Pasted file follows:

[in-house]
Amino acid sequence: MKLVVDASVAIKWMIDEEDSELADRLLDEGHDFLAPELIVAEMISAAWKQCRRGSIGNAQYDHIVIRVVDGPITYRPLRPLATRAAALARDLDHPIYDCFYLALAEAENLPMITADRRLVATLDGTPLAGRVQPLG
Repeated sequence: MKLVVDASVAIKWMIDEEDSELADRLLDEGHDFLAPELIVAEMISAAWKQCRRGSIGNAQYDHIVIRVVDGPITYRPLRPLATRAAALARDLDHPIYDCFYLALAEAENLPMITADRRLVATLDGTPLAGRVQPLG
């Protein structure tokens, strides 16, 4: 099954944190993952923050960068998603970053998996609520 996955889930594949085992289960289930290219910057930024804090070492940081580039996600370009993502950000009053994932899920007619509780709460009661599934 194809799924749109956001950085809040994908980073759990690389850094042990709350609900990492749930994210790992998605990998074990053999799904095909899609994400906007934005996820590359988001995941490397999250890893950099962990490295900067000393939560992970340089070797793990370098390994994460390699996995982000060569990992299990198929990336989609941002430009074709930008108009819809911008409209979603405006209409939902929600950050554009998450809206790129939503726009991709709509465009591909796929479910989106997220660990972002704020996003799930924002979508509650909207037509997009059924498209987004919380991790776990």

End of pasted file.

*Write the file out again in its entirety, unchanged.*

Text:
[in-house]
Amino acid sequence: MKLVVDASVAIKWMIDEEDSELADRLLDEGHDFLAPELIVAEMISAAWKQCRRGSIGNAQYDHIVIRVVDGPITYRPLRPLATRAAALARDLDHPIYDCFYLALAEAENLPMITADRRLVATLDGTPLAGRVQPLG
Repeated sequence: MKLVVDASVAIKWMIDEEDSELADRLLDEGHDFLAPELIVAEMISAAWKQCRRGSIGNAQYDHIVIRVVDGPITYRPLRPLATRAAALARDLDHPIYDCFYLALAEAENLPMITADRRLVATLDGTPLAGRVQPLG
């Protein structure tokens, strides 16, 4: 099954944190993952923050960068998603970053998996609520 996955889930594949085992289960289930290219910057930024804090070492940081580039996600370009993502950000009053994932899920007619509780709460009661599934 194809799924749109956001950085809040994908980073759990690389850094042990709350609900990492749930994210790992998605990998074990053999799904095909899609994400906007934005996820590359988001995941490397999250890893950099962990490295900067000393939560992970340089070797793990370098390994994460390699996995982000060569990992299990198929990336989609941002430009074709930008108009819809911008409209979603405006209409939902929600950050554009998450809206790129939503726009991709709509465009591909796929479910989106997220660990972002704020996003799930924002979508509650909207037509997009059924498209987004919380991790776990």